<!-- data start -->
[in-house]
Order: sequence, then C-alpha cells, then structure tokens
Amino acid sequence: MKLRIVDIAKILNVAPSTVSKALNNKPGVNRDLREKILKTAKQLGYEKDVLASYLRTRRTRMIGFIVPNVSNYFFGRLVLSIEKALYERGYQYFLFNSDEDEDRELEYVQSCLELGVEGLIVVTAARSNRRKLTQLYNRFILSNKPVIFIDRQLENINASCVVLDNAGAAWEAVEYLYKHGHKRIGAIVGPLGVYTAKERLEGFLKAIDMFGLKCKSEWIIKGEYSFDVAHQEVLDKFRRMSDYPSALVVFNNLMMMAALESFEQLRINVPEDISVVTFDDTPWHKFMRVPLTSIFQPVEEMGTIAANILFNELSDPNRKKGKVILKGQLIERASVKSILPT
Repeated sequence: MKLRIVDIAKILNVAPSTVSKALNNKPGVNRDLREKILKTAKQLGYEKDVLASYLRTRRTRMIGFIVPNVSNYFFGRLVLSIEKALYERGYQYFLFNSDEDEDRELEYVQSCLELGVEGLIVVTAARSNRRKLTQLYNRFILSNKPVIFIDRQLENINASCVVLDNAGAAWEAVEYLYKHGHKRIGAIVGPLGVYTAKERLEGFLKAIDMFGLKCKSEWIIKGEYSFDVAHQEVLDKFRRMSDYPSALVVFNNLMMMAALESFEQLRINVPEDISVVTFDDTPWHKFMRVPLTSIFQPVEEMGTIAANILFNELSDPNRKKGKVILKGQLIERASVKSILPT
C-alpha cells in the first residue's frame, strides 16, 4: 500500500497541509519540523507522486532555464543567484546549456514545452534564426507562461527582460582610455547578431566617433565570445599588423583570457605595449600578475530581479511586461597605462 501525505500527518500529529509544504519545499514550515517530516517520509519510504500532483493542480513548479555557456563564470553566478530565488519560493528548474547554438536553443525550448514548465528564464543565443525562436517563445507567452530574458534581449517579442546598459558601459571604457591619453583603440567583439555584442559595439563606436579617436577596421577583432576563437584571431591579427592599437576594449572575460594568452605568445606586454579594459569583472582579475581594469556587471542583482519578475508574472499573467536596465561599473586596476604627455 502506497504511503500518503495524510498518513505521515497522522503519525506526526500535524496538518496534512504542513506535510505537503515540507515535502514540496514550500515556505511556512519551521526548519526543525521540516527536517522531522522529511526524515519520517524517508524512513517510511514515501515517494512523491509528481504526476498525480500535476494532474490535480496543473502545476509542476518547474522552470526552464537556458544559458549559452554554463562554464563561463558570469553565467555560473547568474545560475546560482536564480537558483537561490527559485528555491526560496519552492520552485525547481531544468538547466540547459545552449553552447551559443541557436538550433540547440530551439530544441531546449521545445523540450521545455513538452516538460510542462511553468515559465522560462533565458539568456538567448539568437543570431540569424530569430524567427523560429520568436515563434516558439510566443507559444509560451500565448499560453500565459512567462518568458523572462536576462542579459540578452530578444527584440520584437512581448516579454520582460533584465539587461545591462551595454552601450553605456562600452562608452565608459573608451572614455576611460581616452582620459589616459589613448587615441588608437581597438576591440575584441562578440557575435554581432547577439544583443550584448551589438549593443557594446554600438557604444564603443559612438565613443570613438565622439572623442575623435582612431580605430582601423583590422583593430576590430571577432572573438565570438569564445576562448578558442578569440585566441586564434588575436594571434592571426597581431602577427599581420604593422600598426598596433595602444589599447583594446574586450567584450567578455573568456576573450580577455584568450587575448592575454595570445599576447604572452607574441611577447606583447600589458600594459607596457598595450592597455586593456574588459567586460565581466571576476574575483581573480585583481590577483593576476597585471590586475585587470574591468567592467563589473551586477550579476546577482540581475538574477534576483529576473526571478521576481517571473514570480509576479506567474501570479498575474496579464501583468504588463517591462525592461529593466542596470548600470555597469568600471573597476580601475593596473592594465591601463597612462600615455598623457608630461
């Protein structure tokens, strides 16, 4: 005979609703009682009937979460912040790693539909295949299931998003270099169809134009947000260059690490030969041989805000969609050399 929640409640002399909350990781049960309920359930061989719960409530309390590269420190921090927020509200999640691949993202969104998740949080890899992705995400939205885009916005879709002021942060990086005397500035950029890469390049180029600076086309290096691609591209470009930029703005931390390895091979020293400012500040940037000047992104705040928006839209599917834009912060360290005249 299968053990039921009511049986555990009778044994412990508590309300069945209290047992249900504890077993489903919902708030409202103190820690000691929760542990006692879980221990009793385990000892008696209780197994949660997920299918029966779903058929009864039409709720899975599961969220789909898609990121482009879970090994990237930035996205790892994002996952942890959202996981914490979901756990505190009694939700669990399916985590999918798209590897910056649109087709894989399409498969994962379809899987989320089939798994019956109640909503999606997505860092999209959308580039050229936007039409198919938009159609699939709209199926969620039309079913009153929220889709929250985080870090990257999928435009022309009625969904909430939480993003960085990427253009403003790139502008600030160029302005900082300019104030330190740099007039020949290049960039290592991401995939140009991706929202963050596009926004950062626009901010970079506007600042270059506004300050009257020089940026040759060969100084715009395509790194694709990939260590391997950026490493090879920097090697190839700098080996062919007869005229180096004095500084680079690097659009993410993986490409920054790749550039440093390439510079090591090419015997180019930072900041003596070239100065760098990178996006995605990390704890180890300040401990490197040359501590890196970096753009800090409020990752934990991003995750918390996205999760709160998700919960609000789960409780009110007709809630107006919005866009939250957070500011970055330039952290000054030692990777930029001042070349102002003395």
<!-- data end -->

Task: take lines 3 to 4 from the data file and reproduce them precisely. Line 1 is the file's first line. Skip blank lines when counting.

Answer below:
Amino acid sequence: MKLRIVDIAKILNVAPSTVSKALNNKPGVNRDLREKILKTAKQLGYEKDVLASYLRTRRTRMIGFIVPNVSNYFFGRLVLSIEKALYERGYQYFLFNSDEDEDRELEYVQSCLELGVEGLIVVTAARSNRRKLTQLYNRFILSNKPVIFIDRQLENINASCVVLDNAGAAWEAVEYLYKHGHKRIGAIVGPLGVYTAKERLEGFLKAIDMFGLKCKSEWIIKGEYSFDVAHQEVLDKFRRMSDYPSALVVFNNLMMMAALESFEQLRINVPEDISVVTFDDTPWHKFMRVPLTSIFQPVEEMGTIAANILFNELSDPNRKKGKVILKGQLIERASVKSILPT
Repeated sequence: MKLRIVDIAKILNVAPSTVSKALNNKPGVNRDLREKILKTAKQLGYEKDVLASYLRTRRTRMIGFIVPNVSNYFFGRLVLSIEKALYERGYQYFLFNSDEDEDRELEYVQSCLELGVEGLIVVTAARSNRRKLTQLYNRFILSNKPVIFIDRQLENINASCVVLDNAGAAWEAVEYLYKHGHKRIGAIVGPLGVYTAKERLEGFLKAIDMFGLKCKSEWIIKGEYSFDVAHQEVLDKFRRMSDYPSALVVFNNLMMMAALESFEQLRINVPEDISVVTFDDTPWHKFMRVPLTSIFQPVEEMGTIAANILFNELSDPNRKKGKVILKGQLIERASVKSILPT